Exhibits join the party
Seattle Times staff reporter
It seems like everyone is celebrating an anniversary this year. The Center on Contemporary Arts joins the Bumbershoot birthday bash by celebrating 20 years with "20 in 2000: a CoCA Retrospective."
Think of it as a living archive of CoCA, says program director Katie Kurtz.
"It's like the past, present and future of CoCA," she said. "People can sort through it and look at things using card catalogs and slides and all kinds of stuff."
Housed in the Lopez Room at Seattle Center, the exhibit features a timeline of the arts center, which for 20 years has explored music, performance, literature and visual art in contemporary culture. Wander through a view of contemporary Japanese pop culture in a re-creation of one of CoCA's most popular installations, "Japan-o-rama," or watch painters at work in a mini studio.
Next door in the Fidalgo room, check out ContemporaryArtProject's "Emotional Rescue," which arrives at CoCA this month. The collection of paintings, photography and video by a group of emerging international artists is billed as powerful, exuberant and, at times, almost surreal. Just like Bumbershoot itself.
Other Bumbershoot highlights
-- It's everyone's birthday. For the Pilchuck Glass School, the party is in the Rainier Room, where curator Margery Aronson has put together "Creativity and Collaboration: Pilchuck Glass School's 30 Years." The exhibit includes glass-art works from the school's archives and Northwest collections, as well as more recent works by American and international artists, including Dale Chihuly, Ginny Ruffner and Joey Kirkpatrick.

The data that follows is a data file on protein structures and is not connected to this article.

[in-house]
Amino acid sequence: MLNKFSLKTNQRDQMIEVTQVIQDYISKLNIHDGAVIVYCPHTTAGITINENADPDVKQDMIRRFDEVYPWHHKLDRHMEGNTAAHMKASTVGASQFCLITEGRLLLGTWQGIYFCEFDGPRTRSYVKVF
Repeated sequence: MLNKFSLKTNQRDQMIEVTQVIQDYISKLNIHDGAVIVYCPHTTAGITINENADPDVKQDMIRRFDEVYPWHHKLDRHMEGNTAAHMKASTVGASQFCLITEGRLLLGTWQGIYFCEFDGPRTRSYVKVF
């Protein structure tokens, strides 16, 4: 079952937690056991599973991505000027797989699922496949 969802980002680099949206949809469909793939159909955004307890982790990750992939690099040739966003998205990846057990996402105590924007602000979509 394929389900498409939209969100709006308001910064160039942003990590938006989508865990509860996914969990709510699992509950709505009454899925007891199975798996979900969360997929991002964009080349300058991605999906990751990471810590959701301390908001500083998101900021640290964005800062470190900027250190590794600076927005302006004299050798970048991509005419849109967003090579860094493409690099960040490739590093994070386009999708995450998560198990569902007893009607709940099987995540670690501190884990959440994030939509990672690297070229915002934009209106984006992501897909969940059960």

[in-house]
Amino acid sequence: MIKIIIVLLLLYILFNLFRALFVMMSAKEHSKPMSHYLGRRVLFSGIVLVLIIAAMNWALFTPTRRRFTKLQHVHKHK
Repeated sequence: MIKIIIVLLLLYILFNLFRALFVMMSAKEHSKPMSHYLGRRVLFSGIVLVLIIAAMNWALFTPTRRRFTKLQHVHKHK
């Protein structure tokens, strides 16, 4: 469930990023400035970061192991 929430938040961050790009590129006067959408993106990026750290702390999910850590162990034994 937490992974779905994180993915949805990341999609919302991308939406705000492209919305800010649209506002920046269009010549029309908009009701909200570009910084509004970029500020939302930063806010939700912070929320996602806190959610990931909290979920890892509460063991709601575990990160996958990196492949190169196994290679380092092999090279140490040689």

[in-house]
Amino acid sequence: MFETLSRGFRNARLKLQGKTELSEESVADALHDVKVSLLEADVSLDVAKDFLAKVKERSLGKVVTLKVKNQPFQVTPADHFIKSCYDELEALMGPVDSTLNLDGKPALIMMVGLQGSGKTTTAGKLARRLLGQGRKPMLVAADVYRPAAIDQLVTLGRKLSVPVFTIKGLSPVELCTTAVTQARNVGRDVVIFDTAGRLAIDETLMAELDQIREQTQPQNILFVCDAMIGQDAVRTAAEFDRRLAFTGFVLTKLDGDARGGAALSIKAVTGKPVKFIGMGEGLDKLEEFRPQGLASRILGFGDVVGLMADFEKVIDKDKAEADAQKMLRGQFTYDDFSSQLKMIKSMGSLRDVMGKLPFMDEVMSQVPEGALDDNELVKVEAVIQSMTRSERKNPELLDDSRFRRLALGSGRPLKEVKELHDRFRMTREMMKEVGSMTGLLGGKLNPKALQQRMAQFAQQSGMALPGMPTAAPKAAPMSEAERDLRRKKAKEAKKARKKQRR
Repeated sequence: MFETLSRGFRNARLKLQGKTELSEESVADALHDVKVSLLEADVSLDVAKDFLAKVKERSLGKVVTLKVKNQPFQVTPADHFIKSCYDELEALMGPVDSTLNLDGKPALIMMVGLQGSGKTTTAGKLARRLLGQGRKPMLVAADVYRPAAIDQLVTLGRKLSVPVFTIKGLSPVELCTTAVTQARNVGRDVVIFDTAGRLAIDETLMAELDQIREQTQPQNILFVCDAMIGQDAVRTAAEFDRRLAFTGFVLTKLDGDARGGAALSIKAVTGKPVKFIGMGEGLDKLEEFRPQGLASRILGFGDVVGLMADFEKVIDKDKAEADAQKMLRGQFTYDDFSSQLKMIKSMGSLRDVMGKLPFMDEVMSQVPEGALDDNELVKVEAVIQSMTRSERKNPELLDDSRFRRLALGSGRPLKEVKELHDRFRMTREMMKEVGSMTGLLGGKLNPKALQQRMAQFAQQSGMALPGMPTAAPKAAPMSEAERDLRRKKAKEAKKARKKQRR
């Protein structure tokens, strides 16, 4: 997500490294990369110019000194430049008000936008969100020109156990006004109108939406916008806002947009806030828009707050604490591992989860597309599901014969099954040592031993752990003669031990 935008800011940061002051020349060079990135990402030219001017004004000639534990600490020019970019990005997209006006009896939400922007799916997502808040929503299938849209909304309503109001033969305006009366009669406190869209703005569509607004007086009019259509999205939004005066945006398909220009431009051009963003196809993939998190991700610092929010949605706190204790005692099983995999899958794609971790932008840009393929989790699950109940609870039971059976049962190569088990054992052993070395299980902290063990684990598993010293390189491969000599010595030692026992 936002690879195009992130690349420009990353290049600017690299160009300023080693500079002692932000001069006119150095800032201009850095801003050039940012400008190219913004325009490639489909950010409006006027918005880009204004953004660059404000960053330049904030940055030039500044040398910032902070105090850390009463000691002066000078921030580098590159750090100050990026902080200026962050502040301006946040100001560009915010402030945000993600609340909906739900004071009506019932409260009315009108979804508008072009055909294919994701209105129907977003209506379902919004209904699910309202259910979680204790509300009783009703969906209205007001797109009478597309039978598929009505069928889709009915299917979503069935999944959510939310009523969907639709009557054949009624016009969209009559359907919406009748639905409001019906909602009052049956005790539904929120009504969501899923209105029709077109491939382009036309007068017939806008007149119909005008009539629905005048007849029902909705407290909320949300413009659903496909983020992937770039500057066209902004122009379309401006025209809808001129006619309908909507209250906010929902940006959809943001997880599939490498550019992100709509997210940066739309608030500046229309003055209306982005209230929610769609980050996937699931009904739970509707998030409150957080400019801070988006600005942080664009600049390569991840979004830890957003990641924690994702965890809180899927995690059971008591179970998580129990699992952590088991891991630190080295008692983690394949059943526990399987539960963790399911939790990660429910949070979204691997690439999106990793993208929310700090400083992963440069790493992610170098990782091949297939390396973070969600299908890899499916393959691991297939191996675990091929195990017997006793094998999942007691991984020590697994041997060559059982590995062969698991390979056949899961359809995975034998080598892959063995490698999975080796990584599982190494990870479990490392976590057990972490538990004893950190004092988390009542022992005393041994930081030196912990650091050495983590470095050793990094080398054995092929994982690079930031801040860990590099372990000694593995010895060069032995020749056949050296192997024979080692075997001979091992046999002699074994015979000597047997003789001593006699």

-- Is painting dead? Check out "Bumberbiennale: Painting 2000" in the Olympic Room to find out. Curator Matthew Kangas (a frequent contributor to The Seattle Times visual arts coverage) surveys the state of painting at the turn of the century. The art varies in imagery, media and size. Work from nationally acclaimed artists such as Jacob Lawrence, Alfredo Arreguin and Gaylen Hansen joins regional favorites, including Dennis Evans, Michael Spafford and William Cumming, for this show.
-- Secrets of Mount Vernon Culture: Revealed! It might sound like a National Enquirer headline, but "The Secrets of Mount Vernon Culture" is actually a collection of artifacts retrieved over four years from a Camano Island archaeological site by local artist Jack Gunter. On display in the Shaw Room, Gunter's findings include ceramic vessels, figurines, metal artifacts and glass objects that bear an uncanny similarity to those produced by the Pilchuck Glass School. The artifacts suggest the existence of a social group that flourished briefly 29,000 years ago near the area now called Mount Vernon.
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